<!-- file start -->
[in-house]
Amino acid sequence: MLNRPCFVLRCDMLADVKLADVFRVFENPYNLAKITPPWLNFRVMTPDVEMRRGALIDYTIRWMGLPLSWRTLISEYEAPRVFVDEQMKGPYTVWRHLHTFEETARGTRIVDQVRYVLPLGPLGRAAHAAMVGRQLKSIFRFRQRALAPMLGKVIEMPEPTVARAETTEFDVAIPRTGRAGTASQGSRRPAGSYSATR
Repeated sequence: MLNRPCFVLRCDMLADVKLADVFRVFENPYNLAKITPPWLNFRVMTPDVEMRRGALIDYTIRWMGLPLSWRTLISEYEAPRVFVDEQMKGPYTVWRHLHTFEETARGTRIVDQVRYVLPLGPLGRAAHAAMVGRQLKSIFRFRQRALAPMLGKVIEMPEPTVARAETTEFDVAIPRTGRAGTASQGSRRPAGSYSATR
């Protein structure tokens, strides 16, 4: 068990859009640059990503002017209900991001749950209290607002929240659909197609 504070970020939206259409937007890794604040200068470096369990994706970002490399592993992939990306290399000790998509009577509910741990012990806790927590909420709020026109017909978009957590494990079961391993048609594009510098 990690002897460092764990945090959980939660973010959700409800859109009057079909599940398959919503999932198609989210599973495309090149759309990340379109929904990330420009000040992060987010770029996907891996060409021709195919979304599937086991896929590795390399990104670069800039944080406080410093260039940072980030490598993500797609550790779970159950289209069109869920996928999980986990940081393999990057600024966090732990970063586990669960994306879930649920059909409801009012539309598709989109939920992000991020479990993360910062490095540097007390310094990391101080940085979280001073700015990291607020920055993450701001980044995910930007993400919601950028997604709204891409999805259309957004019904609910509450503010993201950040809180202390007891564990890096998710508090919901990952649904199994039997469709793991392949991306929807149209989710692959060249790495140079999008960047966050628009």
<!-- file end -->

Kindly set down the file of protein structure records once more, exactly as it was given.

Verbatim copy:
[in-house]
Amino acid sequence: MLNRPCFVLRCDMLADVKLADVFRVFENPYNLAKITPPWLNFRVMTPDVEMRRGALIDYTIRWMGLPLSWRTLISEYEAPRVFVDEQMKGPYTVWRHLHTFEETARGTRIVDQVRYVLPLGPLGRAAHAAMVGRQLKSIFRFRQRALAPMLGKVIEMPEPTVARAETTEFDVAIPRTGRAGTASQGSRRPAGSYSATR
Repeated sequence: MLNRPCFVLRCDMLADVKLADVFRVFENPYNLAKITPPWLNFRVMTPDVEMRRGALIDYTIRWMGLPLSWRTLISEYEAPRVFVDEQMKGPYTVWRHLHTFEETARGTRIVDQVRYVLPLGPLGRAAHAAMVGRQLKSIFRFRQRALAPMLGKVIEMPEPTVARAETTEFDVAIPRTGRAGTASQGSRRPAGSYSATR
């Protein structure tokens, strides 16, 4: 068990859009640059990503002017209900991001749950209290607002929240659909197609 504070970020939206259409937007890794604040200068470096369990994706970002490399592993992939990306290399000790998509009577509910741990012990806790927590909420709020026109017909978009957590494990079961391993048609594009510098 990690002897460092764990945090959980939660973010959700409800859109009057079909599940398959919503999932198609989210599973495309090149759309990340379109929904990330420009000040992060987010770029996907891996060409021709195919979304599937086991896929590795390399990104670069800039944080406080410093260039940072980030490598993500797609550790779970159950289209069109869920996928999980986990940081393999990057600024966090732990970063586990669960994306879930649920059909409801009012539309598709989109939920992000991020479990993360910062490095540097007390310094990391101080940085979280001073700015990291607020920055993450701001980044995910930007993400919601950028997604709204891409999805259309957004019904609910509450503010993201950040809180202390007891564990890096998710508090919901990952649904199994039997469709793991392949991306929807149209989710692959060249790495140079999008960047966050628009």